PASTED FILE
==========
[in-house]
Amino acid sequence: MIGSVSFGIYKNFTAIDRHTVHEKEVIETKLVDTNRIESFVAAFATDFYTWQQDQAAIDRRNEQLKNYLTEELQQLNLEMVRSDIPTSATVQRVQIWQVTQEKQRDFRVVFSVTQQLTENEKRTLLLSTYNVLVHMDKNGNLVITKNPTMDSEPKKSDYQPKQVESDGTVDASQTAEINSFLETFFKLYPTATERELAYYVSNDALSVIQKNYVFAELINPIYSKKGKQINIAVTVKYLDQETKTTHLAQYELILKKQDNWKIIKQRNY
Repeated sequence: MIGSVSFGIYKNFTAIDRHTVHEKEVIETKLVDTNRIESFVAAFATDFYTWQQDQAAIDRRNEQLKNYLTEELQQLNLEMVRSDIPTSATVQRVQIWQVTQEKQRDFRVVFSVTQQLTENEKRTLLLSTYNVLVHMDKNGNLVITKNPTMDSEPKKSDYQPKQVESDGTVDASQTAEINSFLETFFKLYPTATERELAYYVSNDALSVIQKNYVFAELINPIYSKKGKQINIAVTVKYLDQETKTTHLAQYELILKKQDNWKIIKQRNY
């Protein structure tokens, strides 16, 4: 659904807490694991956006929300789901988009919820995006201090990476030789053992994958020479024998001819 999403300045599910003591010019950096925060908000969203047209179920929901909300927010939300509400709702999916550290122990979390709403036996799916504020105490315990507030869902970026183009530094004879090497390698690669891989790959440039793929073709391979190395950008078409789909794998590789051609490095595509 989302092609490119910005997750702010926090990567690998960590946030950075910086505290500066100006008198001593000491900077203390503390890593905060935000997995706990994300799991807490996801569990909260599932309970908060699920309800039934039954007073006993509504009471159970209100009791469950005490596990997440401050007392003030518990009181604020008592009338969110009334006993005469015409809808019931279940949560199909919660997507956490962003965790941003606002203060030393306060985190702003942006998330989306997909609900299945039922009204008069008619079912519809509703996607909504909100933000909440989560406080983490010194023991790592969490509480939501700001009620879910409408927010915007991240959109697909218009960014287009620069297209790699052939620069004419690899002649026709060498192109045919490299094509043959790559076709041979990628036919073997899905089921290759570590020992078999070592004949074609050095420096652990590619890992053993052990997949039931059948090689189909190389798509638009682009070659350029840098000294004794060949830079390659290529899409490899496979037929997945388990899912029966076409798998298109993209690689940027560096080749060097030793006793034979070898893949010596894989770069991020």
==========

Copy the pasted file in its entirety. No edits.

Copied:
[in-house]
Amino acid sequence: MIGSVSFGIYKNFTAIDRHTVHEKEVIETKLVDTNRIESFVAAFATDFYTWQQDQAAIDRRNEQLKNYLTEELQQLNLEMVRSDIPTSATVQRVQIWQVTQEKQRDFRVVFSVTQQLTENEKRTLLLSTYNVLVHMDKNGNLVITKNPTMDSEPKKSDYQPKQVESDGTVDASQTAEINSFLETFFKLYPTATERELAYYVSNDALSVIQKNYVFAELINPIYSKKGKQINIAVTVKYLDQETKTTHLAQYELILKKQDNWKIIKQRNY
Repeated sequence: MIGSVSFGIYKNFTAIDRHTVHEKEVIETKLVDTNRIESFVAAFATDFYTWQQDQAAIDRRNEQLKNYLTEELQQLNLEMVRSDIPTSATVQRVQIWQVTQEKQRDFRVVFSVTQQLTENEKRTLLLSTYNVLVHMDKNGNLVITKNPTMDSEPKKSDYQPKQVESDGTVDASQTAEINSFLETFFKLYPTATERELAYYVSNDALSVIQKNYVFAELINPIYSKKGKQINIAVTVKYLDQETKTTHLAQYELILKKQDNWKIIKQRNY
């Protein structure tokens, strides 16, 4: 659904807490694991956006929300789901988009919820995006201090990476030789053992994958020479024998001819 999403300045599910003591010019950096925060908000969203047209179920929901909300927010939300509400709702999916550290122990979390709403036996799916504020105490315990507030869902970026183009530094004879090497390698690669891989790959440039793929073709391979190395950008078409789909794998590789051609490095595509 989302092609490119910005997750702010926090990567690998960590946030950075910086505290500066100006008198001593000491900077203390503390890593905060935000997995706990994300799991807490996801569990909260599932309970908060699920309800039934039954007073006993509504009471159970209100009791469950005490596990997440401050007392003030518990009181604020008592009338969110009334006993005469015409809808019931279940949560199909919660997507956490962003965790941003606002203060030393306060985190702003942006998330989306997909609900299945039922009204008069008619079912519809509703996607909504909100933000909440989560406080983490010194023991790592969490509480939501700001009620879910409408927010915007991240959109697909218009960014287009620069297209790699052939620069004419690899002649026709060498192109045919490299094509043959790559076709041979990628036919073997899905089921290759570590020992078999070592004949074609050095420096652990590619890992053993052990997949039931059948090689189909190389798509638009682009070659350029840098000294004794060949830079390659290529899409490899496979037929997945388990899912029966076409798998298109993209690689940027560096080749060097030793006793034979070898893949010596894989770069991020």